Improvising Your Own Part With MIDI Music

Perhaps the most enjoyably use of the KeyMusician-Keyboard, is playing your own part along with the music of others.

In this mode, you don't try to play any existing part of the piece. You pick an unused channel, and make up music that sounds good along with the other music playing. This kind of performance is called improvisation, and is a process well-known to jazz musicians.

But it doesn't have to sound like jazz – it can sound any way you want it to.

Starting out, you might choose notes in the lower-range (the Bass clef), 'feeling-out' the harmony, and the notes the piece likes to linger on.

At times you might echo, or play-along with the main tune, or perhaps play a tune in-harmony (higher, lower, but not the same notes) with the tune.

You might remain silent for awhile, then come in with a tune of your own, adding to the piece as a whole.

You may stumble over some notes you don't like (that don't go with the other music), but you quickly move on to better notes, all without stopping. With improvisation, you go with whatever you play, finding a way to either make it work, or move on to something that does work. There is no stopping.

When I improvised along with my brother's rock-band, I would start out the piece playing in-obtrusive notes, getting a feel for what key-signature the piece was in, but on figuring it out, I would play more confidently, and louder, feeling more free to experiment.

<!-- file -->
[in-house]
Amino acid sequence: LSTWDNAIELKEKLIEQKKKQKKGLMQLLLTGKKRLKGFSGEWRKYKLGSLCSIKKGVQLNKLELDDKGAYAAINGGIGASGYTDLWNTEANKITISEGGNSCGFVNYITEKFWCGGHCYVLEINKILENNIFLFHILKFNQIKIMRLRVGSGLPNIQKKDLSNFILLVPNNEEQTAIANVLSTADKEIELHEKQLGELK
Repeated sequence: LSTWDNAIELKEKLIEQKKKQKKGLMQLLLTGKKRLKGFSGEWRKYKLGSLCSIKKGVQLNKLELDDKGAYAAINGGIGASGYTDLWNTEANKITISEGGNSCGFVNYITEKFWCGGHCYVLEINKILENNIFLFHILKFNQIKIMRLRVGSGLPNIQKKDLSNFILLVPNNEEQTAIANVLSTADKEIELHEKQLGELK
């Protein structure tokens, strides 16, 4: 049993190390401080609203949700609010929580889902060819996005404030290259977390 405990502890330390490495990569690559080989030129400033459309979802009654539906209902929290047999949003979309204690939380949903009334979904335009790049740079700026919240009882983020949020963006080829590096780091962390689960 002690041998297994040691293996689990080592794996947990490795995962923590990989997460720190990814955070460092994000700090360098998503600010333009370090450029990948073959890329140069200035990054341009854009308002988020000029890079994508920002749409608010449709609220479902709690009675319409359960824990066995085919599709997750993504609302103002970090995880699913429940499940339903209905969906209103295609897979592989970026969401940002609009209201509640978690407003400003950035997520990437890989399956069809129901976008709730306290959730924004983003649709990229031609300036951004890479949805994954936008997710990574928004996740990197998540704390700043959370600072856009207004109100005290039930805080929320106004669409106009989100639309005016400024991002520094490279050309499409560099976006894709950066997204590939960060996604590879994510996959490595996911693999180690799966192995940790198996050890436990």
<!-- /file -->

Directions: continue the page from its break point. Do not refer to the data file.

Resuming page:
A very useful thing the software can do for you here, is to figure out the key-signature for you. You just have one of the parts (preferably a part with multiple notes at the same time) displayed as the player plays it, and watch the “Input Key-Sig's” drop-box (of the Learning Metrics dialog box), looking for key-signatures that remain in-effect for a long period of time.

Then you set up your performance pane with that key-signature, and the task of improvising just got a whole lot easier, because now all you have to do is play notes of the scale (all white keys), and you don't have to worry about which notes need to be black-keys.

This makes it easier to concentrate on your creativity, and easier to enter “The Zone”, where things just seem to work effortlessly.

Even when you're trying to echo the tune, you may find (as I do) that it's easier to just play it by ear, than by trying to read the notes.

In the MIDI Player dialog-box, specify an actual MIDI device (not just the note-display). But in this case, you can use the same device as the keyboard uses, because you will be using a different (unused by the piece) MIDI channel of that device, therefore no notes will 'collide'.

In the player, click (select) the “Browse” button, and browse (in your home directory) to the “KeyMusician-Keyboard” sub-folder, to its “Tutorials” sub-folder, to its “KMK-Exercises” sub-folder.

To start out learning to improvise, specify (in the MIDI File drop-box) the “40-Waltz.mid” value.

First Exercise: Your First Waltz

For your first exercise, we start out with something simple.

Most people know what a waltz sounds like, which helps. For this exercise, we have provided a simple version of a waltz (using the “88-Fantasia” voice), to which you will add your own tune, using some other instrument (so you don't get confused between what the player is playing, and what you are playing).

To start out, just click (select) the “Play” button of the player (assuming “40-Waltz.mid” was selected a few paragraphs back), and listen to the piece.

It's pretty ordinary – nothing special, but what you will add to it, will make it special. That's why we refer to it as “Your First Waltz”.

It repeats the same musical phrases over and over again, but notice that near the end, it changes somewhat. So when you hear it change, that's your signal to come up with an ending for your piece.

Since this piece uses MIDI channel 3 for what it plays, and the configurations supplied, use MIDI channel 1 for the melody, and channel 2 for the chords, what you play shouldn't interfere with what the player is playing.